Hawaii’s Kilauea Volcano Eruption Displaces Hundreds
The Kilauea volcano on Hawaii’s Big Island has erupted, displacing hundreds from their neighborhoods and putting their homes in danger. The eruption sent a massive spiral of ash wafting into the air and at one point, lava fountains were shooting 150 feet high. The lava continues to bubble from a 500-foot crack, flowing through a forest and down a residential street.
Hawaii Gov. David Ige issued a mandatory evacuation order for the Leilani Estates and Lanipuna Gardens subdivisions, affecting some 1,500 people. The 500-foot fissure appeared in Leilani Estates. The Hawaii County Civil Defense Agency stated in an alert, “Hawaii Fire Department reports extremely high levels of dangerous Sulfur Dioxide gas detected in the evacuation area.” Several roadways have cracked and a nearby school has been closed.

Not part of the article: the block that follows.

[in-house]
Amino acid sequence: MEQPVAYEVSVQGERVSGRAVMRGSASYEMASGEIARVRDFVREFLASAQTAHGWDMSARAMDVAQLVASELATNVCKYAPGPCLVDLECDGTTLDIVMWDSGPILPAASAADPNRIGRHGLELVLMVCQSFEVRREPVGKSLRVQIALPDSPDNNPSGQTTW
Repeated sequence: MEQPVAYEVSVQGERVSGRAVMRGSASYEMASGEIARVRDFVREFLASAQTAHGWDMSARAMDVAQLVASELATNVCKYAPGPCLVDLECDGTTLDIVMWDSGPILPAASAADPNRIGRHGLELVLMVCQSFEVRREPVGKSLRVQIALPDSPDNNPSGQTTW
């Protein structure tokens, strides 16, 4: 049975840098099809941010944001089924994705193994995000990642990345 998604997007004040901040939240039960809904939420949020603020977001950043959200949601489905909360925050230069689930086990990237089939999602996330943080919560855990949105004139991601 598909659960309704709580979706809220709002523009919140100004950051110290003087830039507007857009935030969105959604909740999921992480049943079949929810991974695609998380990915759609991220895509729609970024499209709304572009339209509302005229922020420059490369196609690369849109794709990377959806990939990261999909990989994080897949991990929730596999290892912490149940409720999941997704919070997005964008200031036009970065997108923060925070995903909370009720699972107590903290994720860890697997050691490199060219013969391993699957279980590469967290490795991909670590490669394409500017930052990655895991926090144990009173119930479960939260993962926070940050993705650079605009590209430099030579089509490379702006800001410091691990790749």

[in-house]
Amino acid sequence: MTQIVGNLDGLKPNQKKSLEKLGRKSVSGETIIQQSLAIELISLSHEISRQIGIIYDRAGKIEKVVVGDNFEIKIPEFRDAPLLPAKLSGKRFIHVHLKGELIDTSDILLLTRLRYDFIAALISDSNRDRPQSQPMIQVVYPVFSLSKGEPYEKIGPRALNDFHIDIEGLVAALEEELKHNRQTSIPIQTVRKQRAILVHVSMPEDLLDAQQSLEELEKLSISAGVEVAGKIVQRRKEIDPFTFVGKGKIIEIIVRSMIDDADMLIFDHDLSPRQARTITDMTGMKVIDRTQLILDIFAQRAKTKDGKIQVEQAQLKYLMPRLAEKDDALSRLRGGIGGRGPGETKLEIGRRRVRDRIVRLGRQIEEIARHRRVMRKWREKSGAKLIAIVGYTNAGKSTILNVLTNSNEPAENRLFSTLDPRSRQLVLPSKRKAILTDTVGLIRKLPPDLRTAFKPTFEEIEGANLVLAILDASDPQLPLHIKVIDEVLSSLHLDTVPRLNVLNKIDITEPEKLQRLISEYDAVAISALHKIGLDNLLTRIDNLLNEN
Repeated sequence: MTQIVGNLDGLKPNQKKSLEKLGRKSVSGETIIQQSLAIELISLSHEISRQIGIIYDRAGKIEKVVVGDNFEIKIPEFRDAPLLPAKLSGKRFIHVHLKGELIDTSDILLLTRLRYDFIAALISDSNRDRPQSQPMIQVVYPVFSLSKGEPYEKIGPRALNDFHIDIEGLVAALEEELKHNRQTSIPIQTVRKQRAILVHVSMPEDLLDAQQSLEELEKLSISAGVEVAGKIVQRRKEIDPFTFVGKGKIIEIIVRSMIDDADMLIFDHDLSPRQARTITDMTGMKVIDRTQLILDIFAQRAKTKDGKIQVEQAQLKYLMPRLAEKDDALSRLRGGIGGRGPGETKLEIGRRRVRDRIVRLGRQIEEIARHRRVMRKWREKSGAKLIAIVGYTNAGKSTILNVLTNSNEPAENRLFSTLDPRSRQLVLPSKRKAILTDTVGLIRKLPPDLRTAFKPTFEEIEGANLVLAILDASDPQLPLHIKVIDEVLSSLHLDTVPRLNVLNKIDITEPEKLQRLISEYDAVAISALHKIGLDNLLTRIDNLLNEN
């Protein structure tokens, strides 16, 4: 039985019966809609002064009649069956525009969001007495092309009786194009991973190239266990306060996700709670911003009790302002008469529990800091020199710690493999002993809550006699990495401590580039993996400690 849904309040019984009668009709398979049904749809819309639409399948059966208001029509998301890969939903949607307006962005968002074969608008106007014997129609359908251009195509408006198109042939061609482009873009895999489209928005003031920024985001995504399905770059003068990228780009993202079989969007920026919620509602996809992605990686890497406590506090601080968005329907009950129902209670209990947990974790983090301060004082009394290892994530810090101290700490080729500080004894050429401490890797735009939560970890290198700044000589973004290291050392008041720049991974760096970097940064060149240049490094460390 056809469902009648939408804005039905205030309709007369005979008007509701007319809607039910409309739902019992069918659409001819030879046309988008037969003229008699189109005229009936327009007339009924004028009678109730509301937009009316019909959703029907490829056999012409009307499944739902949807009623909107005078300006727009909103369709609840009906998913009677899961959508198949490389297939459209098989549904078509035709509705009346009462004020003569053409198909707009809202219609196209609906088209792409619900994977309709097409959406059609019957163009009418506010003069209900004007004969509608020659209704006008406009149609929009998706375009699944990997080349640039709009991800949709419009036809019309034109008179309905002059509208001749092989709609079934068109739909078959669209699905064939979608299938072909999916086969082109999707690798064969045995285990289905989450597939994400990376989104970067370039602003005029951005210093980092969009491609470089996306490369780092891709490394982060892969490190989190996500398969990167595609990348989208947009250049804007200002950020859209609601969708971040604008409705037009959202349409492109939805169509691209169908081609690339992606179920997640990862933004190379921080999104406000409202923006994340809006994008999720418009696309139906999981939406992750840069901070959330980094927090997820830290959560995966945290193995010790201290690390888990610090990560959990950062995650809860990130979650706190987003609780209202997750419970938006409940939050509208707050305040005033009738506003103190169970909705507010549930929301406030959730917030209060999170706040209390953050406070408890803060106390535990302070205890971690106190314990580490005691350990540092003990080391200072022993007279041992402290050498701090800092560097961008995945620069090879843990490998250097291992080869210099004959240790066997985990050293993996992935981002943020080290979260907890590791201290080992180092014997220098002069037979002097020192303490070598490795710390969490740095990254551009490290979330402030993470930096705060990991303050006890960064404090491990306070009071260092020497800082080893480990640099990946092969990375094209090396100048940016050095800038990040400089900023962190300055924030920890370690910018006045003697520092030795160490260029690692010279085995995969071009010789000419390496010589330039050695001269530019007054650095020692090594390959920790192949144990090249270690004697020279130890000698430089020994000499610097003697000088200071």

There have been no reports of injuries associated with the eruption. The evacuees have been provided shelter at two community centers near the town of Pahoa on the Big Island. U.S. Senator Brian Schatz of Hawaii said the Federal Emergency Management Agency (FEMA) has been tasked with mobilizing resources, along with monitoring for forest fires, power outages and water supply issues. Ige activated the National Guard to help with evacuations and security.
Kilauea is one of the most active and well-monitored volcanoes in the world. The eruption comes after days of earthquakes that rattled the area. The series of earthquakes was triggered by a collapse inside the volcano, and pushing the lava into new underground chambers downslope toward the populated southeast coastline of the island.
Officials said there is no way to predict how long the eruption will continue or what shape it will take. In his emergency declaration, the governor noted the current flow was similar to a 1960 eruption in the Kapoho area that “caused significant damage.” The broader district potentially impacted by the threat is home to some 10,000 people.